The track itself was one of Hugo’s first tasks on arriving at Atholl in the summer, as all the keepers were put to work gravelling the worn ruts. It was hard labour, lugging bags and shovelling grit, but it earned Hugo his stripes with the other keepers. “We were all cut with blisters after that, but it was worth it,” said Hugo. “Then we started on the roebucks, so it was not uncommon to be out with a client at 4am in a high seat, do a full day on the hill with the reds, and then go out again in the evening for bucks. It has all been a wonderful experience.”

Once in position on the hill, Hugo fields queries on the radio, acting as an extra pair of eyes for Ronnie. Ideally, the client would stalk two stags, which Hugo then extracts on the Argo. If the deer are being problematic or their luck is out, Hugo might be waiting for several hours with nothing to do. If mist moves in, then everybody is forced to sit down and wait.

“It can be quiet at times,” he admitted, scanning the skyline with his binoculars for signs of life. A herd of 50 deer were grazing at the top of a slope that marched with the next door beat. “But there is usually something to keep me interested. I’ll chart the progress of the deer, ever-ready in case Ronnie radios in. From here, I can also see out across other beats, so the other stalkers might ask me for deer movements. There will be times when somebody can’t get a message through, because there’s a hill in the way, so they can relay it through me. You can get a lot of craic on the radios and it’s intriguing to hear how each stalker is getting on.”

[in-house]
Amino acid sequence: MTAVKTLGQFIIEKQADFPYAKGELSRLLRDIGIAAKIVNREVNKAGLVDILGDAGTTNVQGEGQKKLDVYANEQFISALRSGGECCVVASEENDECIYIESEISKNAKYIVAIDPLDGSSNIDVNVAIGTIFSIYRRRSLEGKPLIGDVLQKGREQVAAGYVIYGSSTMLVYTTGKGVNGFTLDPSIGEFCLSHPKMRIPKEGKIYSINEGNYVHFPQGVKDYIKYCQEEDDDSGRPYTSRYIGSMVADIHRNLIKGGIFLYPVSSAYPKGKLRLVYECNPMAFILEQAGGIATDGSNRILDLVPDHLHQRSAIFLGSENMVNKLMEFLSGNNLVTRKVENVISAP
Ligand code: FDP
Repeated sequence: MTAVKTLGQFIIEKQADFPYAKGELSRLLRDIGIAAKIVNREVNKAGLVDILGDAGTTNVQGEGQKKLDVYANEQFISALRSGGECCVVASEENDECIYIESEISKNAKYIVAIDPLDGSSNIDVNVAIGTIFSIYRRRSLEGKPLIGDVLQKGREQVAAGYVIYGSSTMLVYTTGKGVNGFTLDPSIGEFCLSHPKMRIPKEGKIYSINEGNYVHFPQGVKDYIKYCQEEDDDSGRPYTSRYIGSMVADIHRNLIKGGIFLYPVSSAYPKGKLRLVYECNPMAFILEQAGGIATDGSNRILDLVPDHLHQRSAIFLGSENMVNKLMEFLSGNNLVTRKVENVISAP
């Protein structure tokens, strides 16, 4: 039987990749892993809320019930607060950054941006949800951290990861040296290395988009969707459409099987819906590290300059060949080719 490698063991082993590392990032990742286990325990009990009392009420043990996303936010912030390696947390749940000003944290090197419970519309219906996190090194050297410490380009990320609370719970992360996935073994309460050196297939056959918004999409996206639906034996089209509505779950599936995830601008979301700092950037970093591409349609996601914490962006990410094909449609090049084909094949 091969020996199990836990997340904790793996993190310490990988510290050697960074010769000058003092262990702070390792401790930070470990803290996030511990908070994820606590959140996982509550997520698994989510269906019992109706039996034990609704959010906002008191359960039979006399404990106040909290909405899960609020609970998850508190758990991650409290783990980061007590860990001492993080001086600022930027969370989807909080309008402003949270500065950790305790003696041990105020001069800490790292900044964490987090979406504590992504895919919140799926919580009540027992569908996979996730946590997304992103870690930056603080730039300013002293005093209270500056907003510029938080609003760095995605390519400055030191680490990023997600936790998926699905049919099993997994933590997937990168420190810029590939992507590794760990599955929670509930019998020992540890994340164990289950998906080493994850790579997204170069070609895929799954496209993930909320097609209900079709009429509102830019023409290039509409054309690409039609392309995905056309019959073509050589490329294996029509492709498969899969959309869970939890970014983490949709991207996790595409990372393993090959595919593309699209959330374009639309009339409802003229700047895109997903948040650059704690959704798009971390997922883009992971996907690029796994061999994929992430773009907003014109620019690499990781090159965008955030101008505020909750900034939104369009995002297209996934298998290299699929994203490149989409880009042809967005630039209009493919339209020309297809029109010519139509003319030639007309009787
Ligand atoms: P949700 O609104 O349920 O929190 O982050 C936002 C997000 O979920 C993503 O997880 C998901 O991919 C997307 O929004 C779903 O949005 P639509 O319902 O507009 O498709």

When there is no chat on the airways, there is always music on the radio or mobile phone reception to catch up with school friends on their year out or at university. “I’ll get a moment to read ST or swot up for my DSC Level 1. I can’t imagine what it must have been like for the old-time pony-boys without radios. The stalkers used to light a fire to show them where to find the deer.” Clunes is the only beat at Atholl Estates not to use Highland ponies to extract carcases, because the ditches needed to drain this wet moorland are too wide for the ponies to jump.